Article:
William Cramp and Sons Ship and Engine Building Company built the USS Bernadou in November 1918. She was a Wickes-class destroyer, named for Commander John Bernadou. The ship was launched from Philadelphia, Pennsylvania, sponsored by Miss Cora Winslow Bernadou, the Commander’s sister. She was commissioned on May 19, 1919, with Lieutenant Commander L. G. Farley in control of operations.
Her first cruise was to Europe in the summer of 1919. She stayed along the east coast until her time out of commission, where she was kept at the Philadelphia Navy yard, beginning on July 1, 1922. In May of 1930, she rejoined the active duty vessels with Squadron 7, Scouting Force. She went to the sidelines again from September of 1936 and stayed there until October of 1939. She rejoined the active fleet with the Destroyer Division 6, Atlantic Squadron, serving in Neutrality Patrol for a short period of time.
Action in World War II
She helped move Marines to Iceland in July of 1941, where she spent most of her remaining time, until the fall of 1942, on the Newfoundland to Iceland convoy. She made one crossing to Great Britain in that time as well. On October 25, 1942, she headed to Norfolk, VA to prepare for the invasion of North Africa. She spent time there from November 8 to 11 of 1942.
On November 26, 1942, she returned to Boston, convoying troops until February 1943. In March, she steamed to Gibraltar, returning to Norfolk shortly thereafter. In May, she departed for Oran, Algeria, where she remained until December 1943. While there, she took part in the occupation of Sicily in July, the Salerno landings in September and escorted several Mediterranean convoys as well.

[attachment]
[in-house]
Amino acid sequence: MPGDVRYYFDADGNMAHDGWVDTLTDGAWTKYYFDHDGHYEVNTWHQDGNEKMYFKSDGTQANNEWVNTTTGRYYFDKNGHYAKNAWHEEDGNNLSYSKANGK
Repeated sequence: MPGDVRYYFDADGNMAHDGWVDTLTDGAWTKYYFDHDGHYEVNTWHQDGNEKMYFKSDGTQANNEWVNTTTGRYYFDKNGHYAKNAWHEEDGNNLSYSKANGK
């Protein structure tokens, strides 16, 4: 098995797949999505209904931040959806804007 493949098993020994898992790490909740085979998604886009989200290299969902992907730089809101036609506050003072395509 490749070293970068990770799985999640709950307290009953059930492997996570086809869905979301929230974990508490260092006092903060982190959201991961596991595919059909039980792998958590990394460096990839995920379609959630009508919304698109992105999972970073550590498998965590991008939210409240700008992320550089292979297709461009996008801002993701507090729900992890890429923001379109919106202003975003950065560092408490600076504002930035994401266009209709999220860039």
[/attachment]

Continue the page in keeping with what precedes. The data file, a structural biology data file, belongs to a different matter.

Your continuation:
In December of 1943, she returned to the United States. She escorted two convoys to North Africa in February and June of 1944, eventually receiving easier runs between the east coast and the Caribbean. From October of 1944 until May 1945, she was an escort vessel and a plane guard on the east coast during exercises for carriers. She steamed into the Philadelphia Navy Yard in June of 1945 and never steamed out again. She was decommissioned in July and sold in November of that year.
She won a Presidential Unit Citation for her help landing assault troops inside the harbor of Safi, French Morocco. She also received the Presidential Unit Citation and five battle stars for her valor in World War II.
Asbestos in Navy Ships
Although an essential component of the naval fleet, especially during World War II, naval destroyers also pose a lasting health risk to soldiers serving on them. Unfortunately, products containing asbestos were common, especially on older ships, because of the material’s high resistance to heat and fire. Despite its value as an insulator, asbestos fiber intake can lead to several serious health consequences, includingÂ mesothelioma, a devastating cancer without cure. Current and former military personnel who came into contact with these ships should seek immediate medical attention in order to detect possible health consequences associated with asbestos exposure.